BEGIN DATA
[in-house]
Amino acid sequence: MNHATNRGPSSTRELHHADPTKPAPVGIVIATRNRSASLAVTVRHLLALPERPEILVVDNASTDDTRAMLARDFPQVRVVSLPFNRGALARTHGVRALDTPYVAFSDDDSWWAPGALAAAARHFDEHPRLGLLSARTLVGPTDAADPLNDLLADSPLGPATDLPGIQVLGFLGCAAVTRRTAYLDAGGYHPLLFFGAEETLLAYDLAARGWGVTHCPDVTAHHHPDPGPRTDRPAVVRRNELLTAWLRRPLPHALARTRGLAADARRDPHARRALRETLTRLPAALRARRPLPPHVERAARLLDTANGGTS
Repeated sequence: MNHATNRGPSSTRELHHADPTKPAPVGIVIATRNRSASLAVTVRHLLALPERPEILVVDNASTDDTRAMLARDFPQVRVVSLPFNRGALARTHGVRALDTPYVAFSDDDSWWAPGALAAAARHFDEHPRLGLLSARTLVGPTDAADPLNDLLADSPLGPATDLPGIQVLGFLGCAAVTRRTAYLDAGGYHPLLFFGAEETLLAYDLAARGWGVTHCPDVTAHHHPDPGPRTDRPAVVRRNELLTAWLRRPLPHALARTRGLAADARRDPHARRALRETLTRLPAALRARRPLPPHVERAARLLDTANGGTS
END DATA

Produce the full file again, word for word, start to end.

[in-house]
Amino acid sequence: MNHATNRGPSSTRELHHADPTKPAPVGIVIATRNRSASLAVTVRHLLALPERPEILVVDNASTDDTRAMLARDFPQVRVVSLPFNRGALARTHGVRALDTPYVAFSDDDSWWAPGALAAAARHFDEHPRLGLLSARTLVGPTDAADPLNDLLADSPLGPATDLPGIQVLGFLGCAAVTRRTAYLDAGGYHPLLFFGAEETLLAYDLAARGWGVTHCPDVTAHHHPDPGPRTDRPAVVRRNELLTAWLRRPLPHALARTRGLAADARRDPHARRALRETLTRLPAALRARRPLPPHVERAARLLDTANGGTS
Repeated sequence: MNHATNRGPSSTRELHHADPTKPAPVGIVIATRNRSASLAVTVRHLLALPERPEILVVDNASTDDTRAMLARDFPQVRVVSLPFNRGALARTHGVRALDTPYVAFSDDDSWWAPGALAAAARHFDEHPRLGLLSARTLVGPTDAADPLNDLLADSPLGPATDLPGIQVLGFLGCAAVTRRTAYLDAGGYHPLLFFGAEETLLAYDLAARGWGVTHCPDVTAHHHPDPGPRTDRPAVVRRNELLTAWLRRPLPHALARTRGLAADARRDPHARRALRETLTRLPAALRARRPLPPHVERAARLLDTANGGTS